Speak to a Dryer Vent Cleaner in Your Area
Every time you do a load of laundry, you clean the lint trap in your dryer. After all, lint is extremely flammable, so it’s important to keep it far from the heat your dryer generates as your clothing dries. But even after all these years of responsible dryer cleaning, do you know how to clean your dryer vent from inside? The process is very simple and should take less than an hour. You don’t even need special equipment.
How to Clean Your Dryer Vent from Inside
The very first thing you’ll need to do is unplug your dryer, and move it as far away from the wall as you possibly can. Be careful as you do this- dryers are very heavy, and you want to avoid injury! It’s also important to not over-extend the ventilation hose.
You’ll need to gather a few supplies to fully clean your dryer vent from inside. Once you’ve unplugged and moved your dryer, grab the following:
- Your vacuum cleaner
- A crevice attachment for your vacuum
- A screwdriver
- A long-handled wire brush (or wire hanger)
- Work gloves
- A face mask
Once you’re ready, use the screwdriver to detach the vent hose from the wall. You’ll typically find a circular clamp holding the hose to the wall vent. Make sure you loosen all of the screws before removing the hose from the vent; otherwise, you might damage the hose.
Next, use the screwdriver to remove the vent hose from the dryer itself. As you do this, puffs of lint and debris might fill the air, which is why you might want to have work gloves and a face mask handy. A dryer that has a lot of accumulated debris might also have built up mold or mildew in that debris, so protect your skin and breathing.
Use the vacuum cleaner and crevice tool to remove all the debris from the vent hose. You’ll work from both ends of the hose, as there’s a chance of lint build up all along the hose. If you find an area that is very clogged, use the wire brush or hanger to very carefully loosen the build-up. Do not scratch or pierce the sides of the hose, as a leaky hose needs to be replaced immediately.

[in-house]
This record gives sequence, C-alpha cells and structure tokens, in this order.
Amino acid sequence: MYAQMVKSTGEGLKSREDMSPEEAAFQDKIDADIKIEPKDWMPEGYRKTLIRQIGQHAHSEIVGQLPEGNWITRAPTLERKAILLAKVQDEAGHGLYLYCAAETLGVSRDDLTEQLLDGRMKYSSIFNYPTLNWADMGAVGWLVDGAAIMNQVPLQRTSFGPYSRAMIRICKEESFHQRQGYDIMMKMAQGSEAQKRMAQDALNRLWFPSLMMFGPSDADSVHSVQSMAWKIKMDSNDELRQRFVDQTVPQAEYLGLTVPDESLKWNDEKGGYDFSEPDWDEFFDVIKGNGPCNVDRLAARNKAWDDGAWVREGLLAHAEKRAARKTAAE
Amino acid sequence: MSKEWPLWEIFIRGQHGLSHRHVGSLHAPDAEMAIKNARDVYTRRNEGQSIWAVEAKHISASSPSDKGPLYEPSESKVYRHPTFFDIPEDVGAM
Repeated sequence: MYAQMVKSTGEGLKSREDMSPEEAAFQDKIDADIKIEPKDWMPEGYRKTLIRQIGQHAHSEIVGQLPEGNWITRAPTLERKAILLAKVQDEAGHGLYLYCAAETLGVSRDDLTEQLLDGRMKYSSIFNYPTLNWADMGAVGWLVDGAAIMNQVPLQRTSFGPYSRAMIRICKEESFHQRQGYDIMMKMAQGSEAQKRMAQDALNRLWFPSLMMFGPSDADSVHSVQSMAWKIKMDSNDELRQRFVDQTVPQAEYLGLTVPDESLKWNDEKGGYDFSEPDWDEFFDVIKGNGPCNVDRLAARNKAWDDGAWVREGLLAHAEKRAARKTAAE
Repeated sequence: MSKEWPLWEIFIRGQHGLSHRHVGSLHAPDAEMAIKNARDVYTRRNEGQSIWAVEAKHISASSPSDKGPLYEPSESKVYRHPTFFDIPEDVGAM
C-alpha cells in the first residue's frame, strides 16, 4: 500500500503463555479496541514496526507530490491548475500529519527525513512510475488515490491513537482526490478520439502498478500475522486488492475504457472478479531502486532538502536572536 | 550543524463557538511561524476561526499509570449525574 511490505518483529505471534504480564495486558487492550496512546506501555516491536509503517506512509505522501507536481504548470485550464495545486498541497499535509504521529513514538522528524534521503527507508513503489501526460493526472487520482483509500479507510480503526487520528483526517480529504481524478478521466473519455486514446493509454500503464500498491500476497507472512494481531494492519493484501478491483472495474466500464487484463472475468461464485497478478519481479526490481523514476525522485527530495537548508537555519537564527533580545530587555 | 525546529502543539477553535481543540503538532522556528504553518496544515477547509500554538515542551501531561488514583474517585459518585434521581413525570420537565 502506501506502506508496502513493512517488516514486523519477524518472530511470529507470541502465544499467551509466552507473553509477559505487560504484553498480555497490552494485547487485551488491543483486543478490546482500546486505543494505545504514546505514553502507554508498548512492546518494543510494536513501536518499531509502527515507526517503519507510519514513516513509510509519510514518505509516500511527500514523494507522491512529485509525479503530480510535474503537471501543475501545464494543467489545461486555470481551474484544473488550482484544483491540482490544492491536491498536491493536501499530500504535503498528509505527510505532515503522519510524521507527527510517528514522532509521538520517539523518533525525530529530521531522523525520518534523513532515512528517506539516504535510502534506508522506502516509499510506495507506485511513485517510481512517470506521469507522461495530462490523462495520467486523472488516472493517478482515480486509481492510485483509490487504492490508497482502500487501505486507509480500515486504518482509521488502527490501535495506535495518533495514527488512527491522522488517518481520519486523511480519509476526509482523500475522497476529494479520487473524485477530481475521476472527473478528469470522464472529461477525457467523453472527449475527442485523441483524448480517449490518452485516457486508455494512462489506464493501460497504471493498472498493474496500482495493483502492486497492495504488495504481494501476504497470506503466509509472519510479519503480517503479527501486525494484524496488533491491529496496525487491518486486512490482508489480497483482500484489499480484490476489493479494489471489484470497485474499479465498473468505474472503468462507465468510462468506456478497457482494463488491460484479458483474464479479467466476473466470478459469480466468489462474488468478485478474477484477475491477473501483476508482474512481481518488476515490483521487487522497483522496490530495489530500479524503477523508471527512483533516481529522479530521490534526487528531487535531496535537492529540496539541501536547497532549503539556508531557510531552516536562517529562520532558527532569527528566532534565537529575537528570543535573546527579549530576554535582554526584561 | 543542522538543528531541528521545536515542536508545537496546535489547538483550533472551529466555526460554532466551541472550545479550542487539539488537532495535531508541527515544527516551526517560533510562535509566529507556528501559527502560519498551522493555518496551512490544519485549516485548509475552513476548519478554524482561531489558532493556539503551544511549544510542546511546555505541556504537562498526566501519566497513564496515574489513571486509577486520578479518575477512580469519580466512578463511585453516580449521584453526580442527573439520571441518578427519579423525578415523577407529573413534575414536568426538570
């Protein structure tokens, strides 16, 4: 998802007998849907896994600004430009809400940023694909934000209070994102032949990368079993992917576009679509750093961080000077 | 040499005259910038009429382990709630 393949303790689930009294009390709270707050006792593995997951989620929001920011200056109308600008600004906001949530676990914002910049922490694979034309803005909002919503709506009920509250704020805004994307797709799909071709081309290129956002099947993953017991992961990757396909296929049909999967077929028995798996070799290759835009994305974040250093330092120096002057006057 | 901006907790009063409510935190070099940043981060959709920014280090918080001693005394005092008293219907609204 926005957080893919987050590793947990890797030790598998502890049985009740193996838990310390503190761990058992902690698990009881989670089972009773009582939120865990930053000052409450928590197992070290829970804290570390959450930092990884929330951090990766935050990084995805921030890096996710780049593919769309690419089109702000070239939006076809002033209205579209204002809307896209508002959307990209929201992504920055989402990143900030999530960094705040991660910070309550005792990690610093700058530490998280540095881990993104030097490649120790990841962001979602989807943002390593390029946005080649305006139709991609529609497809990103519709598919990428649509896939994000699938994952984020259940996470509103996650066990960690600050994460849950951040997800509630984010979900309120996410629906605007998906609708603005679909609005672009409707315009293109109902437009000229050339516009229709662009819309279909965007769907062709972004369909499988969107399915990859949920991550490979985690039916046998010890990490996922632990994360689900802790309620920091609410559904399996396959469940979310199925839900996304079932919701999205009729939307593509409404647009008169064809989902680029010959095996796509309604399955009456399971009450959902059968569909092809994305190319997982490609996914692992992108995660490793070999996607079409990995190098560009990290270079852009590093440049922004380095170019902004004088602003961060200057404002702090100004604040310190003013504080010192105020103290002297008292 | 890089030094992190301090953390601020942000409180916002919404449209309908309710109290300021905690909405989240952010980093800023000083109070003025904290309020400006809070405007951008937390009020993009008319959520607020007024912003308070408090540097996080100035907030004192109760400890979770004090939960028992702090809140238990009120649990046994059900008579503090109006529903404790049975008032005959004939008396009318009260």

Once you have cleaned the dryer vent from the inside, make sure the connection surfaces are clean of lint, as well. Reattach the vent hose to both the wall and the dryer, return the dryer to its normal place, and plug it back in.
How to Tell If Your Dryer Vent Needs to be Cleaned
One of the main signs that you need to clean your dryer vent from inside is reduced dryer efficiency. If you find it taking longer for your laundry to dry, it is a good idea to check your dryer vent.
Additionally, the outside dryer vent should blow warm air and small bits of lint when everything is performing correctly. If you notice large amounts of lint outside, or hot air accumulating inside the dryer, it may be time to clean your dryer vent from inside.
Clean Your Dryer Vents Regularly
Not only is cleaning an important part of regular maintenance for your dryer; it’s a great time to inspect all of the pieces of your dryer ventilation system to make sure they’re all in good shape and working properly.
Having a professional take a look at your dryer ventilation system once a year can not only improve your dryer’s overall performance and efficiency but help you avoid problems and disasters down the line. Call 844-962-2681 for a consultation with an HVAC technician. A trained professional in your local area will be in touch to inspect your equipment, as well as provide a quote, with no obligation.
Once you’ve learned how to clean a dryer vent from inside, you’ll rest easier, knowing that your ventilation systems are free from lint and debris, and your dryer is operating at peak performance.
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Speak to a Dryer Vent Cleaner in Your Area
Frank is the chief editor and director at Specialty Air, where he oversees testing, research, and editing for all air quality-related articles. Frank is an expert in the air quality space with extensive experience testing, researching, and reviewing air purifiers, air conditioners, air filters, air fresheners, fans, and more. He also has over 4 years of experience with issues surrounding mold remediation, radon mitigation, moisture management, air duct systems, HVAC, and insulation.